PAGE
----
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Report RSE 17001773

Changes in heavy precipitations events over the Mediterranean basin

Report

2016

Request Document (9.09 MB, .pdf)

R. Bonanno (RSE SpA), P. Faggian (RSE SpA)

SCENARI 2016 - Analysis and electrical scenarios, energy, environmental

On the basis of Med-CORDEX models an analysis of the likely changes in the precipitationsregimes has been carried out with particular attention for extreme events because of theirsignificant impacts on electric-energy system

Extreme weather events represent serious risks for human activities and infrastructures. In particular hazards such as floods and droughts are one of the main challenges of the 21st century because of their significant societal and economic implications. In fact, the intensification of extreme weather events (strong winds, thunderstorms and snowstorms) put a strain on the continuity of service of the electrical grids.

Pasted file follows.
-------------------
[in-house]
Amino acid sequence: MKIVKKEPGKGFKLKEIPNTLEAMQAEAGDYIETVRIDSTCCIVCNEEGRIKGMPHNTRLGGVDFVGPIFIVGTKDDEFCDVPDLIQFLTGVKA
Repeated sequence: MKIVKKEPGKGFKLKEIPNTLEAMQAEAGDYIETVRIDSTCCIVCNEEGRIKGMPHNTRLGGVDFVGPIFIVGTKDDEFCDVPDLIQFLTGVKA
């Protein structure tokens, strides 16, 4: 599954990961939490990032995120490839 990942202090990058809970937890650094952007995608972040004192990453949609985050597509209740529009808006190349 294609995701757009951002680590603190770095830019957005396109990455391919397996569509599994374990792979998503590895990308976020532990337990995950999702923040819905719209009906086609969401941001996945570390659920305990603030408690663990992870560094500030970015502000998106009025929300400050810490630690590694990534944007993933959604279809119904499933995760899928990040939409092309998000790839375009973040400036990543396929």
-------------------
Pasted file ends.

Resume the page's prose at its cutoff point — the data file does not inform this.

The aim of this work is to assess potential changes in precipitation extremes that would have serious impacts over Mediterranean basin with focus over Italian peninsula.

Two future scenarios have been elaborated (one at medium-term 2021-2050 and the other at long-term 2071-2100) by analyzing Med-CORDEX simulations in two emission scenarios RCP 4.5 and RCP 8.5 at the horizontal resolution of 0.44° (about 50 km).

At first model values have been bias-corrected on the basis of data provided by EOBS (Haylock et al. 2008), a reference dataset of gridded daily observations with 25 km spatial resolution, by using a nonparametric transformation based on quantile-quantile mapping (Boé et al., 2007).

Then, to investigate the change of climatic signal, a subset of standard indices defined by the World Meteorological Organization Expert Team on Climate Change Detection and Indices (ETCCDI) (WMO, 2009) was considered.

In spite of a certain degree of uncertainty in characterizing the regions more likely affected by extreme events, above all in the period 2021-2050, the results highlight a likely increase in intensity and frequency of extreme events and a consequent increase of the risk for electric failures. Moreover, the likely reduction of precipitations and the increase of dry spells length lead to a decrease of hydroelectric power generation and water stress in cooling thermoelectric power plants.

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